Posted by Literary Titan
Panorama: The Missing Chapter is a heartfelt memoir of your journey working and living in South Korea. What inspired you to share your experiences in a book?
In 2019, I wrote and published my first book, Views from the Cockpit: The Journey of a Son. The residual effect of publishing the book made me feel at peace with myself and the relationship I had with my father. Readers have also told me that Views from the Cockpit inspired them to take a different approach with their father or become more interested in forgiveness.
As I wrote my first book, I began to comb through my background of relationships. The story of Panorama bubbled up, and the time I spent living abroad in Seoul. I felt that if I shared it, someone could relate and benefit. Perhaps they could relate to escaping from problems, having secret relationships, or figuring out where they belong in the world. Not only was it interesting to reflect on these moments from my life, but in the real-world, a lot of stories surrounding bisexuality are not featured or appropriately categorized.
I appreciated the candid nature with which you told your story. What was the hardest thing for you to share in the book?
The hardest thing to share would be my social-political opinions about identity politics in America and how they’ve made me feel. Everyone can criticize anyone for anything, so I knew that I was opening myself up. When it comes to relationships and how people exist outside of heteronormativity – sometimes people just can’t understand anything else outside of that. Panorama not only exists outside of mainstream heteronormativity but also mainstream LGBT culture, which typically spotlights gay male voices. I was terrified to share a story from a minority group and criticize larger socio-political structures and members of those groups.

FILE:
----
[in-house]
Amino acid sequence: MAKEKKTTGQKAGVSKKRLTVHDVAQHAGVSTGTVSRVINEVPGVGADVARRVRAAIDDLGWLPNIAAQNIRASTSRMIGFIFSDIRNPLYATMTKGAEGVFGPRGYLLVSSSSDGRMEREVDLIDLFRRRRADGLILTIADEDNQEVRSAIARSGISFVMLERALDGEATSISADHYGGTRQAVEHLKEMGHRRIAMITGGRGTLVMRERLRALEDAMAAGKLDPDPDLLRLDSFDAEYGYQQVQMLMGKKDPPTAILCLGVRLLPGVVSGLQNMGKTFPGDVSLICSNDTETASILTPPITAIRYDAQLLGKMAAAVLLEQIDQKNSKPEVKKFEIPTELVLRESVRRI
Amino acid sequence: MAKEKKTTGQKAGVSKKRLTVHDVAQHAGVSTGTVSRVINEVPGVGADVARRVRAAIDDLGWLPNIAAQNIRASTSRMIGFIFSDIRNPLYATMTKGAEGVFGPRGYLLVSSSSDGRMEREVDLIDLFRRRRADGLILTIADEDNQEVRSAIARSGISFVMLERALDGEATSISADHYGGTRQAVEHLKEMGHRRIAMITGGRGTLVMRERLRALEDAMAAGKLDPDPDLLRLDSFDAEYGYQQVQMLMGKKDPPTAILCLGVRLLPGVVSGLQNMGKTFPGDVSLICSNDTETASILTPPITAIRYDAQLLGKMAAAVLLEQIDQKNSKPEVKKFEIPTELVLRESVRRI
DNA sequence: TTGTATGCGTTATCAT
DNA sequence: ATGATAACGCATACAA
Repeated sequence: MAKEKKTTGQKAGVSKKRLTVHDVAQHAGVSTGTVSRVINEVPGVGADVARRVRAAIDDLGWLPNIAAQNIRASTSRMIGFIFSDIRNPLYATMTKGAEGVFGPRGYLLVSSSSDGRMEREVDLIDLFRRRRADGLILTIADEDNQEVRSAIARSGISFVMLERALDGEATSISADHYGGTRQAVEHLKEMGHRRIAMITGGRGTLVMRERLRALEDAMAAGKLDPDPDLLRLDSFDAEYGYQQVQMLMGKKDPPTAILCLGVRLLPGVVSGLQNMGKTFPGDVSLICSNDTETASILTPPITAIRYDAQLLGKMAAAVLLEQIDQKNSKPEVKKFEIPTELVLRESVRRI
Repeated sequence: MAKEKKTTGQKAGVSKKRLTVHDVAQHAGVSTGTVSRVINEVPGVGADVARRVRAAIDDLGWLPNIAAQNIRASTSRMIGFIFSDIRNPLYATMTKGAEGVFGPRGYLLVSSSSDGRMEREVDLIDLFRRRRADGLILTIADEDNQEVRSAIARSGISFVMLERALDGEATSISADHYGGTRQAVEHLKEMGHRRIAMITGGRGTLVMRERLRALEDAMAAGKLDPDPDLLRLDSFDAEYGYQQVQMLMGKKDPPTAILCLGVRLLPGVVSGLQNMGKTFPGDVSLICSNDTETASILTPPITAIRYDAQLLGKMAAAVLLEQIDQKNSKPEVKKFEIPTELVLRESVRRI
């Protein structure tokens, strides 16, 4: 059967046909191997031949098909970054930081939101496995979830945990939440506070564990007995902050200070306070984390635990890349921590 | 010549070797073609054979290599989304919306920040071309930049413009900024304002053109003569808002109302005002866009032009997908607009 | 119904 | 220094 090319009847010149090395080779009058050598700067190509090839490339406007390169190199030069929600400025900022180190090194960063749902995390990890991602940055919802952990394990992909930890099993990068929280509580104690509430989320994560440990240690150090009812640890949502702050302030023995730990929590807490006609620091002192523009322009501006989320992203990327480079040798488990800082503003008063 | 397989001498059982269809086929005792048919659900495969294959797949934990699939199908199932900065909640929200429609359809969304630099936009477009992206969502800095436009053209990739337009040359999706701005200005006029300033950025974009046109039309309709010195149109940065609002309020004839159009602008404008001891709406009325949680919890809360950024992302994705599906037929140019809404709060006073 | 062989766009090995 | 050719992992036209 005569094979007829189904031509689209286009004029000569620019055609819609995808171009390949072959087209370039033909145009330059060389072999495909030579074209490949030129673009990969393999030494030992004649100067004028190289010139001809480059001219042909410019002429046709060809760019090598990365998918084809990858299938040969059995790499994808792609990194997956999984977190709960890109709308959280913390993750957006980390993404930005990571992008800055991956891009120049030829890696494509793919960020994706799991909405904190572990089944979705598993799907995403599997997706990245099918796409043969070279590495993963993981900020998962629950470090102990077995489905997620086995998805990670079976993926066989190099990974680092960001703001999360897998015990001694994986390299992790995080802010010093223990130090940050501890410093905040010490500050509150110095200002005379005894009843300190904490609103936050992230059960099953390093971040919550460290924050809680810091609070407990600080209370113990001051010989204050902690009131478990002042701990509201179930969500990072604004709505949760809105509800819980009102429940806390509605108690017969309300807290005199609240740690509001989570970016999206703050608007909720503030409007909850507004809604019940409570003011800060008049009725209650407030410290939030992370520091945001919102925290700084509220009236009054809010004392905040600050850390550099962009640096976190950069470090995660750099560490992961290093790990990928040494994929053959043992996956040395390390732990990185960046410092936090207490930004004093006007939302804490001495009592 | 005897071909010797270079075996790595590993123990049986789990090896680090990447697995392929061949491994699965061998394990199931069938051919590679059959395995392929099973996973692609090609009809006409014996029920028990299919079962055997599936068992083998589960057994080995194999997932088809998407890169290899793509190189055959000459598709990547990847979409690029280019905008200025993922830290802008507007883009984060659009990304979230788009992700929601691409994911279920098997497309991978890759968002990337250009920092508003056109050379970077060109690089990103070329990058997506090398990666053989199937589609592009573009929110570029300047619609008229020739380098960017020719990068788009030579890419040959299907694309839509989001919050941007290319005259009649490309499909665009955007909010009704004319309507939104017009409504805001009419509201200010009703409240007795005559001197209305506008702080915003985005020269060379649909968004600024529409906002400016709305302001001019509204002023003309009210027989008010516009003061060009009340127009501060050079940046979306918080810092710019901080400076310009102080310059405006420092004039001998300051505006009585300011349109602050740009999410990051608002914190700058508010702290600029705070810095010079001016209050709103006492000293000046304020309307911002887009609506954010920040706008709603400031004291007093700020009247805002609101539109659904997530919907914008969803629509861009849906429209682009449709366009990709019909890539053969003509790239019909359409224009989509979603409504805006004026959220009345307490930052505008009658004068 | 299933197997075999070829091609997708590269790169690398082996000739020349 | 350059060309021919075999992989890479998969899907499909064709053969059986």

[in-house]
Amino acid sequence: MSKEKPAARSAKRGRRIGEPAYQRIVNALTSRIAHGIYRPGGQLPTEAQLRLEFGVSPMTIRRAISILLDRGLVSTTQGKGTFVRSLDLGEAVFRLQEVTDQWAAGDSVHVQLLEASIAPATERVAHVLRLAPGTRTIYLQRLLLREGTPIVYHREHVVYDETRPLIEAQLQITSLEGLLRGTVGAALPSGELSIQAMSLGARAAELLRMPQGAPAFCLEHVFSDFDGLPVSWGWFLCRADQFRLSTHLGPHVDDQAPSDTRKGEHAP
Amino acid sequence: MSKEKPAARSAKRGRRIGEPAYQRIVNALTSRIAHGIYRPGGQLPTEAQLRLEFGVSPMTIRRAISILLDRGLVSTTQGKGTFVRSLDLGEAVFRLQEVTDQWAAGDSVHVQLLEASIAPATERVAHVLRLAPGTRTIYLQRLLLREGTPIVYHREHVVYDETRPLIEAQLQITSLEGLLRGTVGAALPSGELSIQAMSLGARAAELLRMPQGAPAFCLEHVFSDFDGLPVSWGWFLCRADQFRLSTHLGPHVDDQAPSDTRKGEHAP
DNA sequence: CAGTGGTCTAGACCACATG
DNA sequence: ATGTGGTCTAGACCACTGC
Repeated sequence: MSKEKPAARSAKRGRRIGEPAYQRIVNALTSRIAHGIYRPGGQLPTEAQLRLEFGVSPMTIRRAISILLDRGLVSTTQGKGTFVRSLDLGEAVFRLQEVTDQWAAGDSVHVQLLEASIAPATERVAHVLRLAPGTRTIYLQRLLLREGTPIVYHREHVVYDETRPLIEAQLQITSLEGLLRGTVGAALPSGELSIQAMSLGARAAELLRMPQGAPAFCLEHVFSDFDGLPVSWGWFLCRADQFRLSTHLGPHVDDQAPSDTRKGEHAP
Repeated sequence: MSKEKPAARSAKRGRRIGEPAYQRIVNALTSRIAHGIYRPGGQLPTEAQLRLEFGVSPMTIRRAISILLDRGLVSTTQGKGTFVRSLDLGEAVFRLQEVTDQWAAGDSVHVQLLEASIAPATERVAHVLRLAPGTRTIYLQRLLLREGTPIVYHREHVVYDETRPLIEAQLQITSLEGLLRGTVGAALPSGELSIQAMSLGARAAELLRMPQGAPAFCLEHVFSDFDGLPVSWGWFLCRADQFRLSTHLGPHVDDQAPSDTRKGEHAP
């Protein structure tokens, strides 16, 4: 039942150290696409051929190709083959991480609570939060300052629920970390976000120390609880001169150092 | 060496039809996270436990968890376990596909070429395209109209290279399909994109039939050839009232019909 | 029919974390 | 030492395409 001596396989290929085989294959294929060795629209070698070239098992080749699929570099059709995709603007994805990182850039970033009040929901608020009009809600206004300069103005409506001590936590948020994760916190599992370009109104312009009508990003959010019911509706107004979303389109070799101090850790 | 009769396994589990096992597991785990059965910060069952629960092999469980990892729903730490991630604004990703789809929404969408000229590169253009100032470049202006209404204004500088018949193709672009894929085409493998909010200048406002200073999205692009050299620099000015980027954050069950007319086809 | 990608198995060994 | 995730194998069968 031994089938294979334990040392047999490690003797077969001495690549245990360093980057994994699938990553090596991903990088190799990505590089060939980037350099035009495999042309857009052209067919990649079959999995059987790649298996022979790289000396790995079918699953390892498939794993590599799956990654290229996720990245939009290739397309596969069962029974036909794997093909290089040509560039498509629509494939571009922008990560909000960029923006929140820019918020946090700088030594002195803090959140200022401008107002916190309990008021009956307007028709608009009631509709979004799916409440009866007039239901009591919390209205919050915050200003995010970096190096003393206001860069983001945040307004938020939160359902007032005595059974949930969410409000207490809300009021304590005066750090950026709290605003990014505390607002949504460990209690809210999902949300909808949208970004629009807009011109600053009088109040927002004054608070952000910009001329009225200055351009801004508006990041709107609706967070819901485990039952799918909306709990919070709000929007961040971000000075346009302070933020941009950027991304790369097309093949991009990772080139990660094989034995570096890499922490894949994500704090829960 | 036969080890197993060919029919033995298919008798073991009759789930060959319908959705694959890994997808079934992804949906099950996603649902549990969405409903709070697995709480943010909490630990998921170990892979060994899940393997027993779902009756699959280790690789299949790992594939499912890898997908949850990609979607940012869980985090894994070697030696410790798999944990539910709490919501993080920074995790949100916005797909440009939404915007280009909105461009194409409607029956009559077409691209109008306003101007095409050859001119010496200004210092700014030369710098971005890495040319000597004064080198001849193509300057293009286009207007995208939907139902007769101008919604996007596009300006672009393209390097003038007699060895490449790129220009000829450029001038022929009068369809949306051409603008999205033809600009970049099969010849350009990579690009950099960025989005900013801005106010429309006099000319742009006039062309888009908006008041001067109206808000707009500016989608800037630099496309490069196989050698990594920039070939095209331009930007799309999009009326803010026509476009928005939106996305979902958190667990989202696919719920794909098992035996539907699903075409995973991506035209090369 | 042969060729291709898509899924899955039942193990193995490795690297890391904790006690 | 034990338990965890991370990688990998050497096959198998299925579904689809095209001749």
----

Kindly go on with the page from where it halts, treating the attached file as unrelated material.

What is one thing you hope readers take away from your story?
There are a few things – Bi people are real – we exist and not only in a suggestive, explicit connotation. Bi people are a whole demographic of people, mostly invisible, in mainstream media and day-to-day social discourse.
Additionally, I hope people take away the importance of building bridges between communities. At the end of the book, I write about thought islands. We all want to feel safe and protected where we are. We all want to be seen and heard, and have our views get the most clicks and attention.
My goal is to build bridges, lift others, and make sure there are seats at the table for others who share in building. I also hope that people realize that the way people live, think, and behave does not put each of our identities and beliefs at risk. Somehow, if we can all get to a point to coexist, be slow to judge, we will have achieved something. I know that this is very optimistic, but I think bisexuality, in and of itself, focuses on people (men and women) and the things that make them unique.
You have another book, Views from the Cockpit. What can readers expect in that book?
Views from the Cockpit is a book born from pain. Father-son memories of plane watching at LAX quickly morph into familial dysfunction that ranges from divorce, resentment, to elder abuse. Views from the Cockpit uses airplane metaphors to tell a boy’s coming of age story into a man by reflecting on the living memory of my father – Claude B. Victory. Panorama is “the missing chapter” of Views from the Cockpit. However, both books can be read separately.